ORCHARD PARK, N.Y. -- Buffalo Bills general manager Buddy Nix all but called this season a rebuilding project Thursday, suggesting it was too much to expect the team's inherent problems to be fixed overnight.
In speaking to reporters for the first time since August, Nix expressed his frustrations over the team's 0-4 start and indicated this isn't where he envisioned the Bills to be when he was hired in December.
Referring to it as a "painful" process, Nix stressed that fans will require patience as he intends to sticks to his plan to retool the Bills through the draft.
"I'll tell you we didn't get into this situation overnight, and we're not going to get out overnight. We knew it wouldn't be easy," Nix said. "We're going to stay the course and do it the way we planned because we know it works."
Nix plans to spend the rest of the season continuing to evaluate players to determine who will be part of the team's future. And he didn't rule out more changes to come after the Bills released former starting quarterback Trent Edwards and traded a former first-round draft pick, running back Marshawn Lynch, to the Seattle Seahawks over the past two weeks.
"You don't like to use the word rebuild, but you've also got to evaluate everyday and try to do things to improve your team," Nix said. "We're putting seven days a week into trying to get it turned around. It'll be fun when it happens, and trust me, it'll happen."
Nix is the Bills' fourth GM since John Butler was fired during the 2000 season. The team also is on its fifth coach in 10 years after Nix hired Chan Gailey to take over in January.
Buffalo's offense is sputtering, having failed to produce 230 yards in three of four games. And the defense has allowed 34 or more points in the past three games and a combined 473 rushing yards in the past two.
Part of the evaluation process already has began following the team's recent moves.
Nix defended the decision to trade Lynch this week, as opposed to before the draft when the 2007 first-round pick had initially requested to be dealt.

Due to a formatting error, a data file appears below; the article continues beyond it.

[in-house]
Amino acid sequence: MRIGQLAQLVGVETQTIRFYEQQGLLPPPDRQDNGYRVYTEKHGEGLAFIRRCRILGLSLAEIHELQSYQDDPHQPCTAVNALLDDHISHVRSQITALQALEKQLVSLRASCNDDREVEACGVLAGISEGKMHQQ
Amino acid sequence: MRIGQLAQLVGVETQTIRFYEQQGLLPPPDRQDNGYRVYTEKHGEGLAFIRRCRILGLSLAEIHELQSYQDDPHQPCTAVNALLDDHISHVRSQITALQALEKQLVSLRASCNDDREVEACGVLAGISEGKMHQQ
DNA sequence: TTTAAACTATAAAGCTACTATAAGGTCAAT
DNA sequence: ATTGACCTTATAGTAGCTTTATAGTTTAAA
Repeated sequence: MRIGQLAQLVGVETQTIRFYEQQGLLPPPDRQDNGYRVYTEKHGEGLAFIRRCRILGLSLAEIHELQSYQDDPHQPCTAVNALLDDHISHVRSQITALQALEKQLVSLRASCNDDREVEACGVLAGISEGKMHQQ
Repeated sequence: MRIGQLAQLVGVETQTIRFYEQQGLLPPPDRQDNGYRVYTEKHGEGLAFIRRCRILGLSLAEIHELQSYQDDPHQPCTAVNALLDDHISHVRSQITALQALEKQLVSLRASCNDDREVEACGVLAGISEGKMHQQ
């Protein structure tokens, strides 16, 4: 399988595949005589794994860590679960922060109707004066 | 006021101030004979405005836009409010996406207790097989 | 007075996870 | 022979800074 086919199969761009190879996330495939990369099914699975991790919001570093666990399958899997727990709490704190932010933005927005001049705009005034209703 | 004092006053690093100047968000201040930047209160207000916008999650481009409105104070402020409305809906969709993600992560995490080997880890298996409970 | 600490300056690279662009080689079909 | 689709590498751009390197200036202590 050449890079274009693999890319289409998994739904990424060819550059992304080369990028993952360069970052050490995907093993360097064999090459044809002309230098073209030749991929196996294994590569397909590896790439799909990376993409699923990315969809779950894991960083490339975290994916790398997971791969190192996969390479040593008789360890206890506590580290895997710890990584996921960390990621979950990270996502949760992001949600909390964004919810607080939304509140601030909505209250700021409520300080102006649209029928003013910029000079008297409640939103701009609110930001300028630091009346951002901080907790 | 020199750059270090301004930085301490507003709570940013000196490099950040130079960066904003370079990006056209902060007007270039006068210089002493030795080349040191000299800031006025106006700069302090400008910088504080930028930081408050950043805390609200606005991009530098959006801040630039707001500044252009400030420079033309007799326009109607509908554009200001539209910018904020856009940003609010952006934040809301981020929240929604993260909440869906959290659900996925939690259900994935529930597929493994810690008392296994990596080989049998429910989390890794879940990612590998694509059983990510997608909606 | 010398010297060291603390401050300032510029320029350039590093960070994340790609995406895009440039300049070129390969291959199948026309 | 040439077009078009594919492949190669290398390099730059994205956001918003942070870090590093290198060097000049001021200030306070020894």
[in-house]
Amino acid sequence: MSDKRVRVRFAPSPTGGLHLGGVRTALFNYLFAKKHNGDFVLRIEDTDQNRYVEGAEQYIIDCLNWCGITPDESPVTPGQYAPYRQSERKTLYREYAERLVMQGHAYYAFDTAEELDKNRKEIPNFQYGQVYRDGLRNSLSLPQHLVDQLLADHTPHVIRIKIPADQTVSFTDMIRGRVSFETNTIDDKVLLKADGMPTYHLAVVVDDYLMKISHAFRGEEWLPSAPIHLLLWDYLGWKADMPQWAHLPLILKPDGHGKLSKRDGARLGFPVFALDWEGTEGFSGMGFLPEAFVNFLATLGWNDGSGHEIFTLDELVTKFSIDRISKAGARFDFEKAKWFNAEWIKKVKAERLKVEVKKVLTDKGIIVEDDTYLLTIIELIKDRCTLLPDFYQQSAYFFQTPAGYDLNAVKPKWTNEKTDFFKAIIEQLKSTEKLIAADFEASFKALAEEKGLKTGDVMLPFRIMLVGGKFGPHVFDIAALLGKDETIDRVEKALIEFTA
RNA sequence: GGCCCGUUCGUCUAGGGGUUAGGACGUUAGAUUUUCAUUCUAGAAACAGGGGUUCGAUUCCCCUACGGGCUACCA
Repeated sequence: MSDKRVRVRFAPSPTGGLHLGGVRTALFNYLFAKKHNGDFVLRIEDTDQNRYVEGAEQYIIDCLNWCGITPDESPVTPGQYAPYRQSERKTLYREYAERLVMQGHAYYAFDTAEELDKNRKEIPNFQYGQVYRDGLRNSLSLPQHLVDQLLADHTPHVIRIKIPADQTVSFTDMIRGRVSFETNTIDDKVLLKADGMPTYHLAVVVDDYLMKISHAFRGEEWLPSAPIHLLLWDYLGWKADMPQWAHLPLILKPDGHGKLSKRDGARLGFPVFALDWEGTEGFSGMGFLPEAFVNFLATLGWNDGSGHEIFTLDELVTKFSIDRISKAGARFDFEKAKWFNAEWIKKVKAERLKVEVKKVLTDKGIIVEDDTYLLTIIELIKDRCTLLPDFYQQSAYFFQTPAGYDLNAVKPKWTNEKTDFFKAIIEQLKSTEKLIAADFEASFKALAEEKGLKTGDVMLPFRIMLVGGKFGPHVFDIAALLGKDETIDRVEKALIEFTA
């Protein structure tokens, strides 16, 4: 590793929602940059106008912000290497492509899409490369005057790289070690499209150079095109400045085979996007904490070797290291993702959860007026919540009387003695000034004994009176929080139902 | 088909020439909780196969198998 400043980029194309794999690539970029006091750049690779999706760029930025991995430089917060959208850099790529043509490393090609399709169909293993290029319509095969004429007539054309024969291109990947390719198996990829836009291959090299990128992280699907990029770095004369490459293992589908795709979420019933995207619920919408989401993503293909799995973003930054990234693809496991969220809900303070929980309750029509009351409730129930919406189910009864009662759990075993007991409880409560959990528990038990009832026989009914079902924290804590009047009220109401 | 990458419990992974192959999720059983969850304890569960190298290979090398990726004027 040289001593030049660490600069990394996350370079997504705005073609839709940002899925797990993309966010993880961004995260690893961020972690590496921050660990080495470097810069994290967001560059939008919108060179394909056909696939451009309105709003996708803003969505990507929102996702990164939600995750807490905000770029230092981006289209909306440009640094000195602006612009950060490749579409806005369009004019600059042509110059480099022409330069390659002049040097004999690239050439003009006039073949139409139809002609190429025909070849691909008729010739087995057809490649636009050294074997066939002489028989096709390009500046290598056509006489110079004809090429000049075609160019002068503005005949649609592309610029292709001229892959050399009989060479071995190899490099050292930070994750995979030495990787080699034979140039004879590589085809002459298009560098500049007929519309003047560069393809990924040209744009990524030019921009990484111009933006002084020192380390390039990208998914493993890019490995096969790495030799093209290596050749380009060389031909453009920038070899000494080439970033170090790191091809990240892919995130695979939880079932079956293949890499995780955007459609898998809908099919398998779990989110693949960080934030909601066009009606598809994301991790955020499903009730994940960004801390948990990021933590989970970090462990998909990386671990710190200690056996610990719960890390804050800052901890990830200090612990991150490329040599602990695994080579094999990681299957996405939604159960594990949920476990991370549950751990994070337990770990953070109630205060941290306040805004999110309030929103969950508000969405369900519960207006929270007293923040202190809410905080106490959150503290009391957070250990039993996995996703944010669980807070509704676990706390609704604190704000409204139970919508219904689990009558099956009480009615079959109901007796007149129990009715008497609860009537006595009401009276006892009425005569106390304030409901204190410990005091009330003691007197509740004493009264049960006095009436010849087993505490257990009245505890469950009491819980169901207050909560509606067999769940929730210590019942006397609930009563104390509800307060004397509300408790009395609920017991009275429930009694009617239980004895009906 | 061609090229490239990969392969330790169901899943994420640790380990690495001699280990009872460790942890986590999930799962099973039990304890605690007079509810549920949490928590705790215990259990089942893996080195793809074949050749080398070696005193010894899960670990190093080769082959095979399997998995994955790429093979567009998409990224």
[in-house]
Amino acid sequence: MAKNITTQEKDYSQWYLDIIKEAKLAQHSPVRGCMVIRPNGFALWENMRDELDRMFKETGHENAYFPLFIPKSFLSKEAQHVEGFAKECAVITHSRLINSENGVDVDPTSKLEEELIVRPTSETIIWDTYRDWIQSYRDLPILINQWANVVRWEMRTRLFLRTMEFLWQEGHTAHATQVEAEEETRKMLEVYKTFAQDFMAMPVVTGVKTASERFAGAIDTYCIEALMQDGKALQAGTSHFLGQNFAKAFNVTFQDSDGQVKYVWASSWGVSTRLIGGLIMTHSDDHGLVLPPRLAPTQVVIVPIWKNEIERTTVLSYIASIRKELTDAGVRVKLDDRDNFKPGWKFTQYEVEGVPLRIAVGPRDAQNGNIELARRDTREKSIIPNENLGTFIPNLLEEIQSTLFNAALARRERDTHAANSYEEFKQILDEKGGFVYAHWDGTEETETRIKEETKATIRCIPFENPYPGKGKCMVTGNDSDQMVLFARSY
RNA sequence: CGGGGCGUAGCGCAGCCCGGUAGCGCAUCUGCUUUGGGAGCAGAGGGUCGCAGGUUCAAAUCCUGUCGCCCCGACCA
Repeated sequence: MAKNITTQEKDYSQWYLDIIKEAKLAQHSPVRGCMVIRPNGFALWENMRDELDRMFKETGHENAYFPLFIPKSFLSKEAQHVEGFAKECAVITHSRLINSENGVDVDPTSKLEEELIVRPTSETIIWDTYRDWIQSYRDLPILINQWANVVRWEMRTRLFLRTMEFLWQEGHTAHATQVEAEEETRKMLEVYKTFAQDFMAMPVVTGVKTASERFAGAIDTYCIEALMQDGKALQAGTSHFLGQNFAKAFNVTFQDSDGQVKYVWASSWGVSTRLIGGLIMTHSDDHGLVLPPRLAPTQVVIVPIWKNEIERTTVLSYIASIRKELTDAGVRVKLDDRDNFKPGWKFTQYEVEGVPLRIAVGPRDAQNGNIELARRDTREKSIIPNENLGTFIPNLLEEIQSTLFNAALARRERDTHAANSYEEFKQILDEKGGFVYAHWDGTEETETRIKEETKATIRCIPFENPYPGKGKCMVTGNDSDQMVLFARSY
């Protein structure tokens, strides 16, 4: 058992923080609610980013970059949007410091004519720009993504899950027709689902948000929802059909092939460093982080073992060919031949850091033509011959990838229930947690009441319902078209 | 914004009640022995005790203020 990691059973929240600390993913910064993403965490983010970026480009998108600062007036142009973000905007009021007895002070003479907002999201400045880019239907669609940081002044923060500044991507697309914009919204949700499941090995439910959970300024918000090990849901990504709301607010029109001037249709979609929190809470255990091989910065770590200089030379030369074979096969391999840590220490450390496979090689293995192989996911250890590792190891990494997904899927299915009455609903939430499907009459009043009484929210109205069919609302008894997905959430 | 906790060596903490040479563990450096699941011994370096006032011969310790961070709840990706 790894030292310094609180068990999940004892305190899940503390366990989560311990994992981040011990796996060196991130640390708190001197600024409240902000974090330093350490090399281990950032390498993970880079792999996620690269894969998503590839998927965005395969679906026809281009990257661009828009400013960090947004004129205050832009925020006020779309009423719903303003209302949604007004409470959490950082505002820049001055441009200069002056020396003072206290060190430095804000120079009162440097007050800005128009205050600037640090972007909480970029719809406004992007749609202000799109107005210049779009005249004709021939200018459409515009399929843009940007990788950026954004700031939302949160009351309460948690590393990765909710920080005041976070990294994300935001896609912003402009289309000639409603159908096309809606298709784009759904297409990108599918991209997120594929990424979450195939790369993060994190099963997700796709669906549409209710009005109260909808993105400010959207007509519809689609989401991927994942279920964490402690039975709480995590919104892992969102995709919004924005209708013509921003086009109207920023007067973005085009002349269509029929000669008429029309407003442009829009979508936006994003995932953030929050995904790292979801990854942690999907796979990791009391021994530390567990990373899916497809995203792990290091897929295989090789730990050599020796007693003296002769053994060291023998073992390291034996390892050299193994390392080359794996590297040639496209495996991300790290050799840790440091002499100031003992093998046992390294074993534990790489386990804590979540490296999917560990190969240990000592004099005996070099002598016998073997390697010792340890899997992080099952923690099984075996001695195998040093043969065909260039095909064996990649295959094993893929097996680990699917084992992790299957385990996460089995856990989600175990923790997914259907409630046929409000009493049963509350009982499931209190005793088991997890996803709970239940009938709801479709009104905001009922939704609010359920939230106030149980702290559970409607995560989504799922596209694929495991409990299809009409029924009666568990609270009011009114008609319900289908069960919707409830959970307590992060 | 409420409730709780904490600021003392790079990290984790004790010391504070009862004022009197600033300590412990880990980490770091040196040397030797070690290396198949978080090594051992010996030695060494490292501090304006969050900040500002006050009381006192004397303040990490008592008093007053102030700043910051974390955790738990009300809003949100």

Nix noted how Lynch provided the Bills depth with a three-back rotation, especially after they lost both Lynch and Fred Jackson to injuries in their preseason opener. Making the trade now made sense because it freed up space in a crowded backfield that's rounded out by rookie C.J. Spiller, a first-round selection.
The decision to keep and then eventually release Edwards two weeks ago drew criticism because there were questions of whether or not the quarterback deserved to return as starter after losing the job midway through last season.
Nix said he and Gailey wanted to see if the fourth-year pro could prove himself in a new system. Nix said Edwards showed promise throughout the offseason and preseason, before he began to show familiar signs of struggling in losing his first two starts of the regular season.
"Buffalo has got people all over the league that have been here that are playing good for other people," Nix said. "I didn't want to come in here and cut guys that could help us win. So when we got into the regular season and it didn't work out ... we decided that wasn't the answer for us or for him. So we made the change."
Nix also defended the Bills' decision to sign veteran linebacker Chris Kelsay to a four-year contract extension potentially worth $24 million. The move was criticized as being overpriced, because Kelsay -- though a seven-year starter -- hasn't made a significant impact on defense since being selected by Buffalo in the second round of the 2003 draft.
Nix said the deal was struck partly because Kelsay was identified as a core leader.
"We decided that we've got four, five, six guys like that, maybe not great players, but good players, who set the tone," Nix said. "Chris Kelsay is a good player. He exemplifies what we want players to do and how we want them to be."
Copyright 2010 by The Associated Press